From Canada’s most dangerous cities: 2010:
Talk to people living in the North about why the violent crime rate is so high compared to the rest of Canada and you’ll hear about the “complex” or “unique” problems “up here.” But it’s not until you listen to Peter J. Harte, a lawyer in Cambridge Bay, Nunavut, tell the unimaginable story of a young woman he knows that you can begin to understand what that means.
At 13, the girl was sexually abused by her brother. This only came to the attention of police when they questioned her about why she was trying to put her little sister into hiding. Her brother wound up in jail, and the teen was placed with a foster family in another community.
Almost immediately, the foster father began sexually abusing her, too—which police learned about this time when they encountered the girl running down the street naked. The man was convicted, but just before sentencing he hung himself. With no place else to go, the girl returned to her home community, where her brother, now free, nearly beat her to death.
“That,” says Harte, “is the first five years of her teenage life. Now she’s got a four-page criminal record, which is mind-boggling for a woman.” Maybe not surprisingly, adds Harte, who is the senior criminal counsel for the Nunavut legal services board, “it includes convictions for hooking to get drugs or alcohol to dull the pain.”
This young woman’s heart-wrenching situation speaks to some of the factors that experts say have caused the epidemic of violent crime in Nunavut, the Northwest Territories and the Yukon: the trauma of sexual and physical abuse, the frequency of suicide, the pervasiveness of addiction, the geographic isolation, the lack of social services. The desperation or rage that drives people to do things they might never otherwise consider.
Taken together, these issues help explain why in 2009 the North had the nation’s highest—that is, the worst—score on Statistics Canada’s Crime Severity Index (CSI). In this, our third annual “Most Dangerous Cities” report, Maclean’s is using the CSI for the first time as the basis for our reporting. It’s a number developed by Statistics Canada using police reports to determine the seriousness of crime in a given area, and it allots more weight to the worst offences such as homicide or sexual assault. As in past years, Maclean’s also tracked trends by commissioning from StatsCan a run of six indicator crime statistics—homicide, sexual assault, aggravated assault, robbery, breaking and entering and auto theft.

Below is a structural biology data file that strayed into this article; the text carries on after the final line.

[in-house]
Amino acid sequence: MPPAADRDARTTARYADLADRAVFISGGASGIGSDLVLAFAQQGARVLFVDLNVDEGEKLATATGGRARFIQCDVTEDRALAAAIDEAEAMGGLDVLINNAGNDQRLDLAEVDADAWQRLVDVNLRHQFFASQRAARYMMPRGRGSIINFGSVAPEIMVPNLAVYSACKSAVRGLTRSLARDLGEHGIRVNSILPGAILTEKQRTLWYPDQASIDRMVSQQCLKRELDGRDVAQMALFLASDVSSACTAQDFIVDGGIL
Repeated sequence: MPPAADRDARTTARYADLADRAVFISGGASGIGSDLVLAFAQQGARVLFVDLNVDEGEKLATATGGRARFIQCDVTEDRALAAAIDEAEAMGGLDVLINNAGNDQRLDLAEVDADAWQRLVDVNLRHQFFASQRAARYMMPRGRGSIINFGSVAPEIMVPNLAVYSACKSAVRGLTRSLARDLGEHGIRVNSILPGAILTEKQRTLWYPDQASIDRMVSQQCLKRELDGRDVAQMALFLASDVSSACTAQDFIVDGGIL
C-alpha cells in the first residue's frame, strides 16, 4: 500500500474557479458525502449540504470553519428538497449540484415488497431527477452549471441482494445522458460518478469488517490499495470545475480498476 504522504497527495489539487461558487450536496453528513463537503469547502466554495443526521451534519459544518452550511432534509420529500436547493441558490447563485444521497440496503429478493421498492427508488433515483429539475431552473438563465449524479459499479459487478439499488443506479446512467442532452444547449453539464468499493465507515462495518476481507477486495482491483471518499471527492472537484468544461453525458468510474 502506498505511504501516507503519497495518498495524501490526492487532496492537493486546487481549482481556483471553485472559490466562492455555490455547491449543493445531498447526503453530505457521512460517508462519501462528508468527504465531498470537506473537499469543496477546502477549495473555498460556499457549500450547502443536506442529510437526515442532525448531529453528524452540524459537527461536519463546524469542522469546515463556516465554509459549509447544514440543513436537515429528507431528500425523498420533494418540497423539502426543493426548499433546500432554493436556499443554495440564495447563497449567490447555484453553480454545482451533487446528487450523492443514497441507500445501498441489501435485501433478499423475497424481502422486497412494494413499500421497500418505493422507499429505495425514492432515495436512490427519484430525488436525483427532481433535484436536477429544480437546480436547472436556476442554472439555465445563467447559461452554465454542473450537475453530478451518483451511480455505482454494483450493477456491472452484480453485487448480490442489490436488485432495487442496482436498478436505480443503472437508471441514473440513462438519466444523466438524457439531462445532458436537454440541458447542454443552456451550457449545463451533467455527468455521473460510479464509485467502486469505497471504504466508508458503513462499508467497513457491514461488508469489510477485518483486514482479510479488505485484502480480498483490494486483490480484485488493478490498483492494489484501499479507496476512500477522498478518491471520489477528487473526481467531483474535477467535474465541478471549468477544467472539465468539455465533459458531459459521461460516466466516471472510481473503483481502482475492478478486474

Almost invariably, the North turned up as the most dangerous part of the country. Nunavut, the N.W.T. and the Yukon took the top three spots respectively in the CSI ranking of Canadian territories and provinces. They also had the highest rates of sexual and aggravated assault.
Nunavut and the Yukon had the first- and second-highest homicide rate, followed by the N.W.T. in fourth. And Nunavut and the N.W.T. also had the first- and second- highest rates of breaking and entering, and auto theft in the country—with the Yukon still above the national rate. Admittedly, the national CSI score has dropped 22 per cent since 1999. But in Nunavut, the N.W.T. (and Newfoundland to a far lesser degree), crime scores have risen in that time.
Although the North has been a political magnet of late—with much attention paid to Canada’s claim to sovereignty, to resource development and fears of Russian planes flying overhead—the reality of rampant crime has often been overlooked. For the people who live in the three territories, though, it may be the most pressing issue they face—one that will have an indelible impact on their very future.
The crime problem is only made more troubling by the fact that it’s occurring in a country like Canada, says Scott Clark, a professor at Ryerson University’s department of criminology in Toronto. Having worked for more than 30 years in the North as a consultant and in government, including in Nunavut’s Department of Justice as assistant deputy minister, Clark doesn’t mince words: “We really should be ashamed,” he says. “We pride ourselves as Canadians on having a good country and a fair country, and we prize equality and helping our neighbours, but when you see what’s happening it just makes you want to hang your head.”
It’s worth noting, of course, that the small population of the North—109,275 people across all three territories—magnifies its crime, as the mayors of Yellowknife and Whitehorse point out.